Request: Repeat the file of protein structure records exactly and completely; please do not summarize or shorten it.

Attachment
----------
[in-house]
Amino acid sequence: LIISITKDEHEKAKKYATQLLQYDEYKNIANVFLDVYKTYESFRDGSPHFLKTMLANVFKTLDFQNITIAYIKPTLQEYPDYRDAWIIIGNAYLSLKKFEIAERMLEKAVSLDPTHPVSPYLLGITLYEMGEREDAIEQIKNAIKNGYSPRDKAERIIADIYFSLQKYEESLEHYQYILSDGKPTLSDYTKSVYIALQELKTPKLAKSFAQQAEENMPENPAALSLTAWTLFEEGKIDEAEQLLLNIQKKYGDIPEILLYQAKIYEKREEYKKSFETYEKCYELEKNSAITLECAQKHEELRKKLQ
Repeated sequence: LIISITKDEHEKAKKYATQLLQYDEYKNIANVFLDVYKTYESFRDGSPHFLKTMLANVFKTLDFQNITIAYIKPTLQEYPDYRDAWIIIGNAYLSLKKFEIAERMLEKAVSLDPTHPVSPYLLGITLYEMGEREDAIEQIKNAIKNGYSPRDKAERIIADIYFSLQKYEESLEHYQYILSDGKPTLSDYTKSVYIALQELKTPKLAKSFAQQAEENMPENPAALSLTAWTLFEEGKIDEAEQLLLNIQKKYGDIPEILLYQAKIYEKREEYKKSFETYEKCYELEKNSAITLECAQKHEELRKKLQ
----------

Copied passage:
[in-house]
Amino acid sequence: LIISITKDEHEKAKKYATQLLQYDEYKNIANVFLDVYKTYESFRDGSPHFLKTMLANVFKTLDFQNITIAYIKPTLQEYPDYRDAWIIIGNAYLSLKKFEIAERMLEKAVSLDPTHPVSPYLLGITLYEMGEREDAIEQIKNAIKNGYSPRDKAERIIADIYFSLQKYEESLEHYQYILSDGKPTLSDYTKSVYIALQELKTPKLAKSFAQQAEENMPENPAALSLTAWTLFEEGKIDEAEQLLLNIQKKYGDIPEILLYQAKIYEKREEYKKSFETYEKCYELEKNSAITLECAQKHEELRKKLQ
Repeated sequence: LIISITKDEHEKAKKYATQLLQYDEYKNIANVFLDVYKTYESFRDGSPHFLKTMLANVFKTLDFQNITIAYIKPTLQEYPDYRDAWIIIGNAYLSLKKFEIAERMLEKAVSLDPTHPVSPYLLGITLYEMGEREDAIEQIKNAIKNGYSPRDKAERIIADIYFSLQKYEESLEHYQYILSDGKPTLSDYTKSVYIALQELKTPKLAKSFAQQAEENMPENPAALSLTAWTLFEEGKIDEAEQLLLNIQKKYGDIPEILLYQAKIYEKREEYKKSFETYEKCYELEKNSAITLECAQKHEELRKKLQ